Primate Fear Testing - stock photo
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Primate Fear Testing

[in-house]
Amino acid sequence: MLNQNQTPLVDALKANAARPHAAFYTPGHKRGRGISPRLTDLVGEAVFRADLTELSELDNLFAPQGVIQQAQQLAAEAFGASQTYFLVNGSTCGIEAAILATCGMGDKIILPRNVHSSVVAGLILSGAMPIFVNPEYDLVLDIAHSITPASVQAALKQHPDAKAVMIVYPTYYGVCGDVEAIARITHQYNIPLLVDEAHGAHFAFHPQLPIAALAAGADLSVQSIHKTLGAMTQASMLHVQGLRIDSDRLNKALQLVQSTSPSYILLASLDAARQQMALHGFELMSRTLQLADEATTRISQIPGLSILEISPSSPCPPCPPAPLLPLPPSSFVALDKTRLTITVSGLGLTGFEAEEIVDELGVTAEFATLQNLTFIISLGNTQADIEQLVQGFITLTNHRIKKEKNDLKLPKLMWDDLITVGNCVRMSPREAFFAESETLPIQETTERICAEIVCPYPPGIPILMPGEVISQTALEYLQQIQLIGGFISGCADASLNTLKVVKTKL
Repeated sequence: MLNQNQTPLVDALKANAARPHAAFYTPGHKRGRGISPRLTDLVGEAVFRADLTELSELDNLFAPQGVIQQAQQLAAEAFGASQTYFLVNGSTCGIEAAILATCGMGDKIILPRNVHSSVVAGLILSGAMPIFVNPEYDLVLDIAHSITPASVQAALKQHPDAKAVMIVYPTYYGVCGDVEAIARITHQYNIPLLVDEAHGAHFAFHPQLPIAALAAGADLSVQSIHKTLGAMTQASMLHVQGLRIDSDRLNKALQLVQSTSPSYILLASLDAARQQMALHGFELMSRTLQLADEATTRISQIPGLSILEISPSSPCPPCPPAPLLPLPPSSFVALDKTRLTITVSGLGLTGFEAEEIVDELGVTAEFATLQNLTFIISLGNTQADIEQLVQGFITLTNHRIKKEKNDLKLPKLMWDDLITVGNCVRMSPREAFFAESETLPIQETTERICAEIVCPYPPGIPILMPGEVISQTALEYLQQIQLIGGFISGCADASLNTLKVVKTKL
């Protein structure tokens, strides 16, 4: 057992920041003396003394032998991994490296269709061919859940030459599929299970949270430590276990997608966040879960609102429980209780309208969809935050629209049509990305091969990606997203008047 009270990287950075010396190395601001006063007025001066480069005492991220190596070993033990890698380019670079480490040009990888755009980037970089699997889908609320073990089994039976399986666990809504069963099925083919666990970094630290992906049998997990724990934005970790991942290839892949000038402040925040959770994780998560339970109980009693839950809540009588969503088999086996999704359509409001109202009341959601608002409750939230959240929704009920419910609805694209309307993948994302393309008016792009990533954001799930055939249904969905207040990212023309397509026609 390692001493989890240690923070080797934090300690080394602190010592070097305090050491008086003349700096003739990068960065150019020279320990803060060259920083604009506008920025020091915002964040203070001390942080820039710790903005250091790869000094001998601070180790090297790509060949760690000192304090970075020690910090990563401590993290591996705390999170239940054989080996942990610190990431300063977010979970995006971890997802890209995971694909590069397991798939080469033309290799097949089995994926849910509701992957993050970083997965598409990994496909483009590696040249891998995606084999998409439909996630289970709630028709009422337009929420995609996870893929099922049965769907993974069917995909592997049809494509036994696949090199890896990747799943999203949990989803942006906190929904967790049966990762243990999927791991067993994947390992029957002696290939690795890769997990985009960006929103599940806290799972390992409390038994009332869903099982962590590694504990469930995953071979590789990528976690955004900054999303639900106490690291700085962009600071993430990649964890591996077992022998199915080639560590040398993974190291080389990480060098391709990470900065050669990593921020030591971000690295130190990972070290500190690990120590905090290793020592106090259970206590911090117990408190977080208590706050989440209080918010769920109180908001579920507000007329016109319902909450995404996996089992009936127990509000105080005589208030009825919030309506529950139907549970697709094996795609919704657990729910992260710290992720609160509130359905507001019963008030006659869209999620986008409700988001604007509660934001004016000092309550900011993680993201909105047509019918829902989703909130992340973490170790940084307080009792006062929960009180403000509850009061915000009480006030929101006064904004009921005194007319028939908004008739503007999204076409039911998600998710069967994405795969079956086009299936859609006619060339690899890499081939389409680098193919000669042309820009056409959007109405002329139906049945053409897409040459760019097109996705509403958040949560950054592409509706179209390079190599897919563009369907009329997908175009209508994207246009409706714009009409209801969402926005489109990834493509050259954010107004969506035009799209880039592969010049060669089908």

Home cage fear test #2. Frightened by the mechanical toy, the infant Rhesus monkey (Macaca mulatta) flees to its cloth mother. Again, regardless of which surrogate supplies its feeding, the infants always ignored the wire mother when frightened. Maternal deprivation experiments performed by Harry Harlow of the University of Wisconsin in the 1950's involved separating infant monkeys from their mothers and rearing them with surrogate mothers made of wire or cloth. The monkeys were kept in partial or total isolation, in wire cages or in "pits" or "wells of despair." These experiments found that comfort, security and affection are necessary for a monkey's healthy psychosocial development. As in the open field test, once the terrified infant monkey reached the security of the surrogate cloth mother, its fears abated and it turned to inspect the previously frightening teddy bear.

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